Marvel Executive Producer On How Company Approaches Diverse Characters

Marvel Studios Executive Producer Nate Moore explains how the company approaches introducing diverse characters correctly.

Marvel Studios Victoria Alonso

Warner Bros. and DC may have beaten Marvel Studios to the punch with the first female-led superhero film in Wonder Woman, but Phase 3 of the MCU certainly does have a number of diverse characters making their way to the big screen over the next few years.

Next February, Black Panther, who debuted in Captain America: Civil War, will return for his own solo movie, the first MCU film with an African-American lead in Chadwick Boseman, who will also be joined by a bevy of phenomenal African-American performers. Also, some fantastic female characters will be getting a chance to shine soon, with Evangeline Lilly’s The Wasp co-headling the Ant-Man sequel Ant-Man and the Wasp later in 2018, and the debut of Captain Marvel, starring Brie Larson, coming in 2019. Not to even mention Thor: Ragnarok, which took a character that’s tradtionally depicted as white in Valkyrie and cast for talent rather than race with the incredibly gifted Tessa Thompson (who I thought was just amazing in Creed).

While speaking to Complex, Marvel Studios executive producer Nate Moore made it clear that if there is a race with DC to get these characters to the big screen, Marvel would rather take the “Tortoise and the Hare” approach. The producer spoke a bit about Marvel’s method to bringing these diverse characters to life the right way:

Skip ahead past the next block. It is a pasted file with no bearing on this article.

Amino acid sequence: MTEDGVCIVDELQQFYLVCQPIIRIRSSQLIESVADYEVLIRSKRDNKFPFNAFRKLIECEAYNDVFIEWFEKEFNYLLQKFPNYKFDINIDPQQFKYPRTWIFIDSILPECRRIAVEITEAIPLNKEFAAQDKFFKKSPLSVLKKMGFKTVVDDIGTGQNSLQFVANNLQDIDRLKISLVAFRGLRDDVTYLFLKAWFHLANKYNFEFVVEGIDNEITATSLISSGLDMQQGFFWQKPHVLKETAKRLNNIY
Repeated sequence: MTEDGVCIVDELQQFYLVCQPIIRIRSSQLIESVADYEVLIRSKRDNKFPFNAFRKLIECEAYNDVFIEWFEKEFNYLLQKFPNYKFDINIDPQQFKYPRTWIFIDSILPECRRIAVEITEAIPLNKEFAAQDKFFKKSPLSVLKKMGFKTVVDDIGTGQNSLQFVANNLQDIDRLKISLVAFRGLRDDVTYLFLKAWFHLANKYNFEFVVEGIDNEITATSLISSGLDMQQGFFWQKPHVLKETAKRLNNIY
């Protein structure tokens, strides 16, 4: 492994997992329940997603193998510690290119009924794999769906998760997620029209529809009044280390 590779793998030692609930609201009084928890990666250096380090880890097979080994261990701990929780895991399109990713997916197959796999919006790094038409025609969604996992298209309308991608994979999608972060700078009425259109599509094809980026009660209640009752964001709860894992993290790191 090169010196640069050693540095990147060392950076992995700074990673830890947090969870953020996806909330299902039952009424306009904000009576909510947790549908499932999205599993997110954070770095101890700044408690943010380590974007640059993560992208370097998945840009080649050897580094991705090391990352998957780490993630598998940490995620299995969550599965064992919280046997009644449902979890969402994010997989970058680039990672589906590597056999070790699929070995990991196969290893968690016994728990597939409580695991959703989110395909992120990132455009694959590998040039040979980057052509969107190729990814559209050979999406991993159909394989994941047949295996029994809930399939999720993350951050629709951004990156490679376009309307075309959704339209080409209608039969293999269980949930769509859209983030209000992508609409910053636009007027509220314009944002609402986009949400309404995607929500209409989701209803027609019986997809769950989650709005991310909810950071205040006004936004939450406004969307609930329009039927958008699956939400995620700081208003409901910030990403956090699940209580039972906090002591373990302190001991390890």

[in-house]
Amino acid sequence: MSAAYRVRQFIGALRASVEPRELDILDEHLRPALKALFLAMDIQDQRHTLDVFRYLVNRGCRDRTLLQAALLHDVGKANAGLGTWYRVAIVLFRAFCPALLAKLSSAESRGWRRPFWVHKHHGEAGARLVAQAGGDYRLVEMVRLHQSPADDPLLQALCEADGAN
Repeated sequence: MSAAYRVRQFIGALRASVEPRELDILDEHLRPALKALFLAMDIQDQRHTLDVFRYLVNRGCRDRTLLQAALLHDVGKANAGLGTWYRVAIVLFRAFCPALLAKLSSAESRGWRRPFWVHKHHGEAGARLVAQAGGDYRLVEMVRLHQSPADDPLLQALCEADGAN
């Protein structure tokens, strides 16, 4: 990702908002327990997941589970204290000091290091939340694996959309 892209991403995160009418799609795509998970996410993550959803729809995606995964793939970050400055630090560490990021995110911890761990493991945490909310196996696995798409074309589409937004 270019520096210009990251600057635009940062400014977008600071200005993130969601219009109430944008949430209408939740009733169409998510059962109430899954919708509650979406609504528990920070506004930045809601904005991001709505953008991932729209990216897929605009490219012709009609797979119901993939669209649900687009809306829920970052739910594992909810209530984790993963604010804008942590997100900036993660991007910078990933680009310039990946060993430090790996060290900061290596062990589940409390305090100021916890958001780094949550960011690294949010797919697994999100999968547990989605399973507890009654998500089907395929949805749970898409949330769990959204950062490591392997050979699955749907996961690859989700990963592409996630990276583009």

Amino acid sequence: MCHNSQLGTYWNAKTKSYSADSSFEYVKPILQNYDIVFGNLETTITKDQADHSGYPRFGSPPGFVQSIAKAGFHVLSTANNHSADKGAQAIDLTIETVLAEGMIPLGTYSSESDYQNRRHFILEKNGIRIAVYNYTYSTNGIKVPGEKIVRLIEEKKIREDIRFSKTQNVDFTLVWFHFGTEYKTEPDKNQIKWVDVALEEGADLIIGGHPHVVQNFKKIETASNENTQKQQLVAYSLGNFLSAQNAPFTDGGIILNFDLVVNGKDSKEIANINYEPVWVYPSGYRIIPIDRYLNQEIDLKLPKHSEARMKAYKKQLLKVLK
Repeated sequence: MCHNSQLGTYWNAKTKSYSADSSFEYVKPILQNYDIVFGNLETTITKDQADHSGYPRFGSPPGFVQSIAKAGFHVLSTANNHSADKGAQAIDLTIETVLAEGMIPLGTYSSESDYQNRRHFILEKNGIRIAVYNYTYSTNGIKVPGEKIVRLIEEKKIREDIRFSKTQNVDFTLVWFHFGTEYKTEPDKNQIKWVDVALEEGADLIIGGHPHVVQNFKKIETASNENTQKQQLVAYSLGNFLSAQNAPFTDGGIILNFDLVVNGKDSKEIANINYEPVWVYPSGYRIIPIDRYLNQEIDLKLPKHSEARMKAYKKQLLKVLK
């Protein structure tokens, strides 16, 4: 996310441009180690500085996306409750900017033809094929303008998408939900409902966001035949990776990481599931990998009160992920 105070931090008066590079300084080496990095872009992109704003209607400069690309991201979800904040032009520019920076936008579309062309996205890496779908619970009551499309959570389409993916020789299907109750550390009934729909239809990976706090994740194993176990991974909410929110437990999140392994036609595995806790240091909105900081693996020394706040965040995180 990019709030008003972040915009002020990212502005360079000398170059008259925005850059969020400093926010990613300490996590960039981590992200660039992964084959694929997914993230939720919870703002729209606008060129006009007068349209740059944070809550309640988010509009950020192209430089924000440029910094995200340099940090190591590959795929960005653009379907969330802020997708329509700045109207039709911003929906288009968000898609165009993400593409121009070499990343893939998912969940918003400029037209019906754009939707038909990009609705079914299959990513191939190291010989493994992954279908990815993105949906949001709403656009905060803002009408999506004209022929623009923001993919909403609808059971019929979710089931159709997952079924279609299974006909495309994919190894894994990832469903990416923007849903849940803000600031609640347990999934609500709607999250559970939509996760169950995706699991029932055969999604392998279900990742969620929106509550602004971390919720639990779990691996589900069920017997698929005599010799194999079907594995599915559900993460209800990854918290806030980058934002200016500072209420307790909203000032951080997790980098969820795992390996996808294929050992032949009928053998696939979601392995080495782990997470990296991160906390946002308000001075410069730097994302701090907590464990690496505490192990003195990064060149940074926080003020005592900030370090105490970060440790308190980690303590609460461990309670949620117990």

“We want to tell the best stories with the strongest developed characters and scripts that we can. Our biggest concern is that, in trying to get more characters out there, we rush something that’s not ready and we deliver something that’s not up to our standards. So it’s less about us rushing a character that’s diverse to get it out quickly and more about figuring out how to do it right.”

Here’s the official synopsis for Marvel’s Black Panther movie:

Black Panther follows T’Challa (Chadwick Boseman) who, after the events of Captain America: Civil War, returns home to the isolated, technologically advanced African nation of Wakanda to take his place as King. However, when an old enemy reappears on the radar, T’Challa’s mettle as King and Black Panther is tested when he is drawn into a conflict that puts the entire fate of Wakanda and the world at risk.

Marvel’s Black Panther arrives on February 18, 2018, with Ant-Man & The Wasp hitting theaters later that same year, on July 6, 2018. Captain Marvel will premiere on March 8, 2019.

Source: Complex